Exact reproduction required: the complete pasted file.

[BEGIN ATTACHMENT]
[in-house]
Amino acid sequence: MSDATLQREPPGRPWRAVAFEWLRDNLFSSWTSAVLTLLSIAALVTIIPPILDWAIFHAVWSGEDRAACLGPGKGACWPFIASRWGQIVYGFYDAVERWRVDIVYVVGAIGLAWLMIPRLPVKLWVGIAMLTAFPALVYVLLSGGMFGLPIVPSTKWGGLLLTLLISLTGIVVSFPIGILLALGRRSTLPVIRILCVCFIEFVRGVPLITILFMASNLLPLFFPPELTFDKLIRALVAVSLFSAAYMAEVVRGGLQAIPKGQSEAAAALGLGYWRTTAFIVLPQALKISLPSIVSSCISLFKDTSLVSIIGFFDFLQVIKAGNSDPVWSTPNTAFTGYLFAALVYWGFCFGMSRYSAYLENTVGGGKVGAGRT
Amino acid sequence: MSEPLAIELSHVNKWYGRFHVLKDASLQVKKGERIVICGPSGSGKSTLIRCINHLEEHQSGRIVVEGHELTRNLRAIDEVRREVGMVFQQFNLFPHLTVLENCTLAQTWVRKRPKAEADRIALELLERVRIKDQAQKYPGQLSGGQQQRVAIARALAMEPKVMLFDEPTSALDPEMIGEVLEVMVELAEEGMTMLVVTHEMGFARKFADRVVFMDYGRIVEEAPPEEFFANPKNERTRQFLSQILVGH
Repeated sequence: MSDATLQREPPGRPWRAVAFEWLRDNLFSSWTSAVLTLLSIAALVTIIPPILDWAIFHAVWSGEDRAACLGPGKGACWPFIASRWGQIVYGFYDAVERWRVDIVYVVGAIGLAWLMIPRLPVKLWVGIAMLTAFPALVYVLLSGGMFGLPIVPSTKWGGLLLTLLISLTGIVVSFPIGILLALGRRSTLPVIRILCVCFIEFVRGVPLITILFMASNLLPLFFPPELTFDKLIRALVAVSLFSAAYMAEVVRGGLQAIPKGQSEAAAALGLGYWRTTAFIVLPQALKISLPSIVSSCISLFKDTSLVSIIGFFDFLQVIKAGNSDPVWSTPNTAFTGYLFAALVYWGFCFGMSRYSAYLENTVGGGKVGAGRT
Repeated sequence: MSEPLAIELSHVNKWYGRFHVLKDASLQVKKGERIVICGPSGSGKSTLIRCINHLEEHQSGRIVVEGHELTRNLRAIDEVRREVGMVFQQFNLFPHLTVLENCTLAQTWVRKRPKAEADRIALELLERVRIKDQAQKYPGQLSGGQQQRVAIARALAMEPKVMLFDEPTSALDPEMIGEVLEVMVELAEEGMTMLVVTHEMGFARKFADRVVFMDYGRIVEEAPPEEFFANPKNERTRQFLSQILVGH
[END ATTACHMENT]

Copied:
[in-house]
Amino acid sequence: MSDATLQREPPGRPWRAVAFEWLRDNLFSSWTSAVLTLLSIAALVTIIPPILDWAIFHAVWSGEDRAACLGPGKGACWPFIASRWGQIVYGFYDAVERWRVDIVYVVGAIGLAWLMIPRLPVKLWVGIAMLTAFPALVYVLLSGGMFGLPIVPSTKWGGLLLTLLISLTGIVVSFPIGILLALGRRSTLPVIRILCVCFIEFVRGVPLITILFMASNLLPLFFPPELTFDKLIRALVAVSLFSAAYMAEVVRGGLQAIPKGQSEAAAALGLGYWRTTAFIVLPQALKISLPSIVSSCISLFKDTSLVSIIGFFDFLQVIKAGNSDPVWSTPNTAFTGYLFAALVYWGFCFGMSRYSAYLENTVGGGKVGAGRT
Amino acid sequence: MSEPLAIELSHVNKWYGRFHVLKDASLQVKKGERIVICGPSGSGKSTLIRCINHLEEHQSGRIVVEGHELTRNLRAIDEVRREVGMVFQQFNLFPHLTVLENCTLAQTWVRKRPKAEADRIALELLERVRIKDQAQKYPGQLSGGQQQRVAIARALAMEPKVMLFDEPTSALDPEMIGEVLEVMVELAEEGMTMLVVTHEMGFARKFADRVVFMDYGRIVEEAPPEEFFANPKNERTRQFLSQILVGH
Repeated sequence: MSDATLQREPPGRPWRAVAFEWLRDNLFSSWTSAVLTLLSIAALVTIIPPILDWAIFHAVWSGEDRAACLGPGKGACWPFIASRWGQIVYGFYDAVERWRVDIVYVVGAIGLAWLMIPRLPVKLWVGIAMLTAFPALVYVLLSGGMFGLPIVPSTKWGGLLLTLLISLTGIVVSFPIGILLALGRRSTLPVIRILCVCFIEFVRGVPLITILFMASNLLPLFFPPELTFDKLIRALVAVSLFSAAYMAEVVRGGLQAIPKGQSEAAAALGLGYWRTTAFIVLPQALKISLPSIVSSCISLFKDTSLVSIIGFFDFLQVIKAGNSDPVWSTPNTAFTGYLFAALVYWGFCFGMSRYSAYLENTVGGGKVGAGRT
Repeated sequence: MSEPLAIELSHVNKWYGRFHVLKDASLQVKKGERIVICGPSGSGKSTLIRCINHLEEHQSGRIVVEGHELTRNLRAIDEVRREVGMVFQQFNLFPHLTVLENCTLAQTWVRKRPKAEADRIALELLERVRIKDQAQKYPGQLSGGQQQRVAIARALAMEPKVMLFDEPTSALDPEMIGEVLEVMVELAEEGMTMLVVTHEMGFARKFADRVVFMDYGRIVEEAPPEEFFANPKNERTRQFLSQILVGH